As our nation continues to debate gun control, I take note of my father’s philosophy towards medicine—treat the cause rather than the symptom. What are the root causes for why mass shooters carry out attacks on defenseless people? This study funded by the National Institute of Justice reveals these similarities among the shooters:

1. The vast majority experienced childhood trauma or exposure to violence at an early age.
2. Nearly every mass shooter reached an identifiable crisis point in the weeks or months leading up to the shooting.
3. Most studied the actions of other shooters and sought external validation for their motives.
4. They had the means to carry out their plans, either by purchasing or borrowing their weaponry.

Nearly every one of these triggers involved, or offered the opportunity for, connecting with another individual either directly or indirectly—connections that, perhaps had they been handled differently, might have deterred the shooter from moving forward with their deranged, violent plans. Meanwhile, individuals at-risk of venturing down the slippery slope of harming others seemingly embrace the alienation prevalent in our society and use it as an excuse to further detach and descend into a dark abyss.

Outgunned in an Experiential Economy? Travel More.

We live in an experiential economy in which experiences are sold like goods and services by emphasizing the effect and underscoring the value they have on people’s lives. Experiential buying enhances social relations, plays a bigger role in defining our identities and passions, and helps us see the world with new eyes—especially when we expand our horizons via travel.

If we stop traveling because we are afraid, the terrorist wins. Our economy suffers, but most importantly, society suffers. Connecting with one another is the glue that binds humanity. When we consume experiences directly with other people, those memories, according to Cornell professor Thomas Gilovich, become part of the stories and memories that are shared and retold to one another. They become part of our ethos. Numerous studies show that consumers derive more happiness and satisfaction from experiential purchases over buying stuff.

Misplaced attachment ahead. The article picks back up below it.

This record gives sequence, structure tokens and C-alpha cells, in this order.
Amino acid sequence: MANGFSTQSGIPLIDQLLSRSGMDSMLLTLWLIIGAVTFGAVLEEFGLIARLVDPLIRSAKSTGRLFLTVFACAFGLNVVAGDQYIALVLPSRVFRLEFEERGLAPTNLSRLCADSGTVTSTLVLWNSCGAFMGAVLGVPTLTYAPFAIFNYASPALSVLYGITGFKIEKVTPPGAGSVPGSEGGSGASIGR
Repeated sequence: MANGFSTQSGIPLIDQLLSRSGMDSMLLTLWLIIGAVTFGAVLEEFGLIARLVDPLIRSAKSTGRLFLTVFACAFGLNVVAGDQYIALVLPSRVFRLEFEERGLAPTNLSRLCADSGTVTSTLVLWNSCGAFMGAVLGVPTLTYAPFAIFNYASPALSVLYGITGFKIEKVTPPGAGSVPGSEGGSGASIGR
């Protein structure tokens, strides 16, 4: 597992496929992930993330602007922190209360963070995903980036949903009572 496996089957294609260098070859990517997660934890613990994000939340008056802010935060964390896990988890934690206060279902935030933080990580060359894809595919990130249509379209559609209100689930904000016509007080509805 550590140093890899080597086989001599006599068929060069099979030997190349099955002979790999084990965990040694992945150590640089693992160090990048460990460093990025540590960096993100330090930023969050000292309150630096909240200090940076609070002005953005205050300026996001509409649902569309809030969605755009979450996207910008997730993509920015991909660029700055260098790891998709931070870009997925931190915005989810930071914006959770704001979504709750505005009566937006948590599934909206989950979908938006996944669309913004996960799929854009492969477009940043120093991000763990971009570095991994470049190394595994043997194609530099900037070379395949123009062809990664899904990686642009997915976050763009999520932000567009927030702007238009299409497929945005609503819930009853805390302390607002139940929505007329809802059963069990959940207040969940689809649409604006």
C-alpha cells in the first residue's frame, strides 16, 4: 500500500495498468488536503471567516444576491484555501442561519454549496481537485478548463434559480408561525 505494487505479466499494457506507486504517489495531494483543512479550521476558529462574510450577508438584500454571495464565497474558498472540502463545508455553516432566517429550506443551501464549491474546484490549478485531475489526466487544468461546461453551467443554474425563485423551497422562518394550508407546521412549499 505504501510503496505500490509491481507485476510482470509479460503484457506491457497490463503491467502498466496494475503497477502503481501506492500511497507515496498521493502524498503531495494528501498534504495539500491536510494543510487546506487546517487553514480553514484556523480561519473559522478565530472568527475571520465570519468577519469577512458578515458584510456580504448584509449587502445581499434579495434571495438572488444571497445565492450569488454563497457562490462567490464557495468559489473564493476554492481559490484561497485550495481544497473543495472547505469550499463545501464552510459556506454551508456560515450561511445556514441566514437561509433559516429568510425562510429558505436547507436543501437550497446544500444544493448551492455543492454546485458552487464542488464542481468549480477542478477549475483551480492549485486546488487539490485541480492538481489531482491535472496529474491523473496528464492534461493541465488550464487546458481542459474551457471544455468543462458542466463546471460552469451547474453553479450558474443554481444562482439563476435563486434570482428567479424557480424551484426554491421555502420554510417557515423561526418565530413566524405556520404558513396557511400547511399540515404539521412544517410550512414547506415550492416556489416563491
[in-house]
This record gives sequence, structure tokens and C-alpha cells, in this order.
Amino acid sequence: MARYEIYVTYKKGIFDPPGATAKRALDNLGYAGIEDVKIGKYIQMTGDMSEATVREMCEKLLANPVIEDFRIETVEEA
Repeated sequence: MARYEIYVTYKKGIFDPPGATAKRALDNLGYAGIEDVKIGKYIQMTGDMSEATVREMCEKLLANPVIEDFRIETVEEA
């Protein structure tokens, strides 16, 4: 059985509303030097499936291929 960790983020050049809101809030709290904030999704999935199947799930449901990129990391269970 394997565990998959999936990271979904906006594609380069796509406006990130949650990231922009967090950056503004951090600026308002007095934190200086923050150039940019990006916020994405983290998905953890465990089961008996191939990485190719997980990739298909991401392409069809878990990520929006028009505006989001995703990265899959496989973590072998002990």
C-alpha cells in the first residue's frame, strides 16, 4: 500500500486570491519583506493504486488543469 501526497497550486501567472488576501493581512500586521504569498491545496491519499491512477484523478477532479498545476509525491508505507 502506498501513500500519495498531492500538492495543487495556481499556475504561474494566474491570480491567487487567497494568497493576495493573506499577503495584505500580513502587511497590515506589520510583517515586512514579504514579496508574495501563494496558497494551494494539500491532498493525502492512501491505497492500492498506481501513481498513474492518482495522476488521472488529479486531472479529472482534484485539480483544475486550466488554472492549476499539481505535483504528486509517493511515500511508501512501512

In the Travel Happiness Survey from AFAR, 61% of travelers say that “getting to know the locals” tends to make them the happiest when they travel—more than “meeting other travelers,” “unplugging and connecting with nature,” and “sharing my experiences with people at home.” The survey sites that traveling allows you to disconnect from technology and be completely present and attentive to those around you.

Allison and Scott Schult at Carolina Country Music Festival, Myrtle Beach, SC

This week, Facebook sent me a notification that my husband and I have visited 200 places together since he and I became “friends” on the platform five years ago. Each of these trips, several of which were motivated by country music and live entertainment, serve as meaningful mile markers in our development not only as a couple but as human beings. The people we encountered and the cultures we experienced, touched our souls, expanded our appreciation of the world, and contributed to who we are.

My role as a professional in the travel industry is to make connections, create meaningful partnerships, and deliver positive results. My role as a human being is the same. So, over the next five years, I hope to double the number of places I visit so that I can turn more strangers into friends, more experiences into joyous memories, and ultimately contribute to a healthier and happier society. There’s more to the story, so let’s connect and start a conversation at allison@milemarker630.com.